In an interview, Tanzanian singer, Stara Thomas, declared that sexual harassment at work is a serious problem and can happen to both women and men, the harassment has turned out to be rife in the industry because it involves music managers, promoters, producers and even media people.
“The female artistes have been abused in the music industry, but I’ve never heard any of the victims make reporting on the incidents, some musicians have been forced to engage in sexual harassment acts while others voluntarily offered their bodies to get rewards,” she said.
Another female singer, who preferred anonymity, said: “Most musicians have been experiencing violence and harassment from those we believe the most, the ones with power in the industry, but they couldn’t come forward with those stories not because they were happy with the abuses but merely to look for their income.”
According to her, there are talented singers, who survived in music industry, simply because they agreed to be used by the perpetrators, though others quit the industry due to sexual harassment despite their extraordinary capacity in singing and playing music instruments.
A section of singers said the issue of sexual harassment among female artistes is seemingly handled appropriately by the mandated authorities, they have called upon music stakeholders, the government and music bodies to rescue up-and-coming female singers from sexual harassment by coming up with useful measures.
The situation has driven the East African’s premier festival, popularly known as ‘Sauti za Busara’, meaning ‘Sounds of Wisdom’, to break the silence and chip in with a campaign dubbed Raise Your Voice ‘Paza Sauti’, Say No to Sexual Harassment.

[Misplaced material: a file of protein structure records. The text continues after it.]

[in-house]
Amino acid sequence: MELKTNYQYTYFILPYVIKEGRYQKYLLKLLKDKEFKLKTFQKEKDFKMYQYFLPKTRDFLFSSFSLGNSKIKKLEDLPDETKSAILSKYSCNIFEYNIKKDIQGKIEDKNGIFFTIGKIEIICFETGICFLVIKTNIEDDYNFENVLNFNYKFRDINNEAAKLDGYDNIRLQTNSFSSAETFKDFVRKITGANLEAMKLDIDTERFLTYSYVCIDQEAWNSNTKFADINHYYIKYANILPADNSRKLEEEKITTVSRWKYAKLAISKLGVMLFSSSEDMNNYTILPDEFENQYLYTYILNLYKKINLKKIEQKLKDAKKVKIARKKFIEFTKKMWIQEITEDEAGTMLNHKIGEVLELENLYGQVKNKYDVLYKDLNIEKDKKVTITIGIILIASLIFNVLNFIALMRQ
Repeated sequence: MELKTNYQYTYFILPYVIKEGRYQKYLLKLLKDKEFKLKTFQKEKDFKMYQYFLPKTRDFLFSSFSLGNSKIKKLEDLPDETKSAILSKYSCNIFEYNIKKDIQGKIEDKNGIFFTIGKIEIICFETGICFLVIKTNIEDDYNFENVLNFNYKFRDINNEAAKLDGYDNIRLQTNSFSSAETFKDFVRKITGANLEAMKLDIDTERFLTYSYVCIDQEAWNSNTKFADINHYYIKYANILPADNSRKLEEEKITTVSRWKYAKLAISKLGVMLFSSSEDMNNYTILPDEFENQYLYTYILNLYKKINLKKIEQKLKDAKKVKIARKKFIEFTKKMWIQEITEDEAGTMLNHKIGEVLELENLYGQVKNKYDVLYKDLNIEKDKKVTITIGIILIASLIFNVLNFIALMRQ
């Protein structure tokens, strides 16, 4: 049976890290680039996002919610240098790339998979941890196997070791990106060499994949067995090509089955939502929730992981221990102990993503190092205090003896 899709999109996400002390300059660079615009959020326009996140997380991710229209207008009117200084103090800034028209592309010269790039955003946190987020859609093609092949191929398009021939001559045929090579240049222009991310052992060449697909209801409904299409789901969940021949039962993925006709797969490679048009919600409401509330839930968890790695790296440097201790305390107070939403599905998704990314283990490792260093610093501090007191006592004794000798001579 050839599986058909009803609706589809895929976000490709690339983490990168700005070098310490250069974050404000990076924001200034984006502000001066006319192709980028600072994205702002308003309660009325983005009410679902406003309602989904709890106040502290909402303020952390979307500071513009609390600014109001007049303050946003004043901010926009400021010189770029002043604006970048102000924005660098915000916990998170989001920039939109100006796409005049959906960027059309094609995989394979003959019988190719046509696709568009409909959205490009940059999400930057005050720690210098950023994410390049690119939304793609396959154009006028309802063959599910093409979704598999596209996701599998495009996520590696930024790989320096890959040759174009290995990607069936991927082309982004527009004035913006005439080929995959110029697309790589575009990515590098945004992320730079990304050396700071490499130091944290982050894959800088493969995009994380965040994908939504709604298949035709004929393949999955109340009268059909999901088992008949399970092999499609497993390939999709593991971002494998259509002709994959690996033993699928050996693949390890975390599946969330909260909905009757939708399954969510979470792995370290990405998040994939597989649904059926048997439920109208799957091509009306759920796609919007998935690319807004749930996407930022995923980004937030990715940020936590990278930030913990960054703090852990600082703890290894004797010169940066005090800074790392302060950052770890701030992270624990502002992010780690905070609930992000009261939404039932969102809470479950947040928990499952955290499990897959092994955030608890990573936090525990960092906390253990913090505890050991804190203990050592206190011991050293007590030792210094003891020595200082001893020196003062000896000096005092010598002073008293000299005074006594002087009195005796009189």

This year’s Sauti za Busara festival, the 17th edition of the festivals, will take place in the historic Ngome Kongwe (Old Fort), Stone Town in Zanzibar from February 13-16 as the past editions were also held at the venue. The artistes will unite for a special song composed to give the public awareness on sexual harassment at workplaces and to inspire the latter to protest against sexual abuse.
Addressing the journalists and festival stakeholders in Dar es Salaam over the weekend, Festival Director Yusuph Mahmoud said sexual harassment is a thorny issue which will be tackled under the campaign during the festival with the aim of encouraging action against sexual harassment.
“Apart from delivering African rhythms, this year's festival carries the campaign which aims at changing attitudes, promoting dialogue and respecting women by raising awareness about sexual harassment. African music is not only about entertainment, it can also be about sharing important messages,” he said.
Mahmoud said there was a reason for people to celebrate, given the diversity and opportunities the event continues to offer. This year's edition joins efforts to promote love for live music whilst at the same time denouncing sexual harassment, an issue that continues to plague the music industry and the society at large.
“We recognize the vital role artistes can play in society, as a spokesperson storytellers, visionaries, activists, and healers. The festival supports freedom of expression for musicians and provides a perfect platform for local and international artists to reach wider audiences with spaces that amplify their contribution to the community,” he said.
Mahmoud disclosed that currently in Tanzania there is only a handful of women making original and amazing music.
‘’his is why for the Sauti za Busara 2020 edition we selected artistes who are passionate women who use music to powerfully communicate and express themselves,’’ he noted.
He mentioned artistes who are all great entertainers including Siti & the Band (Zanzibar), Thais Diarra and Mamy Kanoute from West Africa, Pigment (Reunion), Evon and Apio Moro (Uganda) and others from East Africa region as some of artistes who will participate in the festival.